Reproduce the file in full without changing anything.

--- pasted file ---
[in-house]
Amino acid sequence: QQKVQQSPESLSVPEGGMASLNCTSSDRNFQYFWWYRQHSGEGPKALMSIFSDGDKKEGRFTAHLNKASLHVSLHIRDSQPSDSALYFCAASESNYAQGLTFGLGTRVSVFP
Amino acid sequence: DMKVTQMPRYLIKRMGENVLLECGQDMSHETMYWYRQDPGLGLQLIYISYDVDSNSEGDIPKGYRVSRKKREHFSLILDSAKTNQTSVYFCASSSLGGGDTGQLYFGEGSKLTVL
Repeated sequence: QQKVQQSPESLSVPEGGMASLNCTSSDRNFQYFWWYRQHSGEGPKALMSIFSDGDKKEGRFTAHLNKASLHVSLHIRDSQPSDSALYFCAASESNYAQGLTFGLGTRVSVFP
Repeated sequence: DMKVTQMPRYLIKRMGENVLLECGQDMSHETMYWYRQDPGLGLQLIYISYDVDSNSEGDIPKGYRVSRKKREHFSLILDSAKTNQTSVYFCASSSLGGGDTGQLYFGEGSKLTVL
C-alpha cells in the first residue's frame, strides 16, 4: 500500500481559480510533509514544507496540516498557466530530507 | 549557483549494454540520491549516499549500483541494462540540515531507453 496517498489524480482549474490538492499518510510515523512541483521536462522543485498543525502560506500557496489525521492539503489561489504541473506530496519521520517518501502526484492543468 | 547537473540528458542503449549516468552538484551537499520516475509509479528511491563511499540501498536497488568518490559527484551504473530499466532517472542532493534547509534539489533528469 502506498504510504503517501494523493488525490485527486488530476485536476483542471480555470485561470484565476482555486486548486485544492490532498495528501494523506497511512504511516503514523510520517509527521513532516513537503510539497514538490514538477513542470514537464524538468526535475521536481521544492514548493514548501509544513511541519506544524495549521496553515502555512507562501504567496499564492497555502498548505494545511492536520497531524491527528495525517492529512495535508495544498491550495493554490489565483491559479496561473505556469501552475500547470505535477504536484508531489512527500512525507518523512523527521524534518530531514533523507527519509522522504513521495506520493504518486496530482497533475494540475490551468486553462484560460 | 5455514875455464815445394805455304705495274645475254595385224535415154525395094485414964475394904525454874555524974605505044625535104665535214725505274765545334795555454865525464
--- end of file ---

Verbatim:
[in-house]
Amino acid sequence: QQKVQQSPESLSVPEGGMASLNCTSSDRNFQYFWWYRQHSGEGPKALMSIFSDGDKKEGRFTAHLNKASLHVSLHIRDSQPSDSALYFCAASESNYAQGLTFGLGTRVSVFP
Amino acid sequence: DMKVTQMPRYLIKRMGENVLLECGQDMSHETMYWYRQDPGLGLQLIYISYDVDSNSEGDIPKGYRVSRKKREHFSLILDSAKTNQTSVYFCASSSLGGGDTGQLYFGEGSKLTVL
Repeated sequence: QQKVQQSPESLSVPEGGMASLNCTSSDRNFQYFWWYRQHSGEGPKALMSIFSDGDKKEGRFTAHLNKASLHVSLHIRDSQPSDSALYFCAASESNYAQGLTFGLGTRVSVFP
Repeated sequence: DMKVTQMPRYLIKRMGENVLLECGQDMSHETMYWYRQDPGLGLQLIYISYDVDSNSEGDIPKGYRVSRKKREHFSLILDSAKTNQTSVYFCASSSLGGGDTGQLYFGEGSKLTVL
C-alpha cells in the first residue's frame, strides 16, 4: 500500500481559480510533509514544507496540516498557466530530507 | 549557483549494454540520491549516499549500483541494462540540515531507453 496517498489524480482549474490538492499518510510515523512541483521536462522543485498543525502560506500557496489525521492539503489561489504541473506530496519521520517518501502526484492543468 | 547537473540528458542503449549516468552538484551537499520516475509509479528511491563511499540501498536497488568518490559527484551504473530499466532517472542532493534547509534539489533528469 502506498504510504503517501494523493488525490485527486488530476485536476483542471480555470485561470484565476482555486486548486485544492490532498495528501494523506497511512504511516503514523510520517509527521513532516513537503510539497514538490514538477513542470514537464524538468526535475521536481521544492514548493514548501509544513511541519506544524495549521496553515502555512507562501504567496499564492497555502498548505494545511492536520497531524491527528495525517492529512495535508495544498491550495493554490489565483491559479496561473505556469501552475500547470505535477504536484508531489512527500512525507518523512523527521524534518530531514533523507527519509522522504513521495506520493504518486496530482497533475494540475490551468486553462484560460 | 5455514875455464815445394805455304705495274645475254595385224535415154525395094485414964475394904525454874555524974605505044625535104665535214725505274765545334795555454865525464